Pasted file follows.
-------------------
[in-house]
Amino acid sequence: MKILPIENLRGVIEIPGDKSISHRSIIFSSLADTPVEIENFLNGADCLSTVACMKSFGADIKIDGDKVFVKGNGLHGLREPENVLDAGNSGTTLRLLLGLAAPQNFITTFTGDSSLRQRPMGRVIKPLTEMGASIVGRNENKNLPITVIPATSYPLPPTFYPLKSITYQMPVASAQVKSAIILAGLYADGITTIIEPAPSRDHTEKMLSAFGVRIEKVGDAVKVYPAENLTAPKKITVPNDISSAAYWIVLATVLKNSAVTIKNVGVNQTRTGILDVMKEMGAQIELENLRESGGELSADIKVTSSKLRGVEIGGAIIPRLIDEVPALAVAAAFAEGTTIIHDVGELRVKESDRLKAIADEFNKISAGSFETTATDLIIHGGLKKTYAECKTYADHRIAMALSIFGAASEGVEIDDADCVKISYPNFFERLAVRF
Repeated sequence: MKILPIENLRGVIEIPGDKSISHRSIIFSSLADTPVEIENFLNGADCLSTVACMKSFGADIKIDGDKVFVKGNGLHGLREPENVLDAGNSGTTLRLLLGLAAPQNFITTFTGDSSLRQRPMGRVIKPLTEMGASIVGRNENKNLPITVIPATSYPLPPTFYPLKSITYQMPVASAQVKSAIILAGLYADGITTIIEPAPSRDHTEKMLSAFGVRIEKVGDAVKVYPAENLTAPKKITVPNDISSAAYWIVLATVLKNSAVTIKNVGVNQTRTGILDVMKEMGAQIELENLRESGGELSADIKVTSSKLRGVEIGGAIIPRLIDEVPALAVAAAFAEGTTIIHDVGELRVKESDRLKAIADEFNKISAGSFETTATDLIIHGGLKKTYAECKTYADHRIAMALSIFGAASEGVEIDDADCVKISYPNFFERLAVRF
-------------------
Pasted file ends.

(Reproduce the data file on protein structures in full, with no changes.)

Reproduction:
[in-house]
Amino acid sequence: MKILPIENLRGVIEIPGDKSISHRSIIFSSLADTPVEIENFLNGADCLSTVACMKSFGADIKIDGDKVFVKGNGLHGLREPENVLDAGNSGTTLRLLLGLAAPQNFITTFTGDSSLRQRPMGRVIKPLTEMGASIVGRNENKNLPITVIPATSYPLPPTFYPLKSITYQMPVASAQVKSAIILAGLYADGITTIIEPAPSRDHTEKMLSAFGVRIEKVGDAVKVYPAENLTAPKKITVPNDISSAAYWIVLATVLKNSAVTIKNVGVNQTRTGILDVMKEMGAQIELENLRESGGELSADIKVTSSKLRGVEIGGAIIPRLIDEVPALAVAAAFAEGTTIIHDVGELRVKESDRLKAIADEFNKISAGSFETTATDLIIHGGLKKTYAECKTYADHRIAMALSIFGAASEGVEIDDADCVKISYPNFFERLAVRF
Repeated sequence: MKILPIENLRGVIEIPGDKSISHRSIIFSSLADTPVEIENFLNGADCLSTVACMKSFGADIKIDGDKVFVKGNGLHGLREPENVLDAGNSGTTLRLLLGLAAPQNFITTFTGDSSLRQRPMGRVIKPLTEMGASIVGRNENKNLPITVIPATSYPLPPTFYPLKSITYQMPVASAQVKSAIILAGLYADGITTIIEPAPSRDHTEKMLSAFGVRIEKVGDAVKVYPAENLTAPKKITVPNDISSAAYWIVLATVLKNSAVTIKNVGVNQTRTGILDVMKEMGAQIELENLRESGGELSADIKVTSSKLRGVEIGGAIIPRLIDEVPALAVAAAFAEGTTIIHDVGELRVKESDRLKAIADEFNKISAGSFETTATDLIIHGGLKKTYAECKTYADHRIAMALSIFGAASEGVEIDDADCVKISYPNFFERLAVRF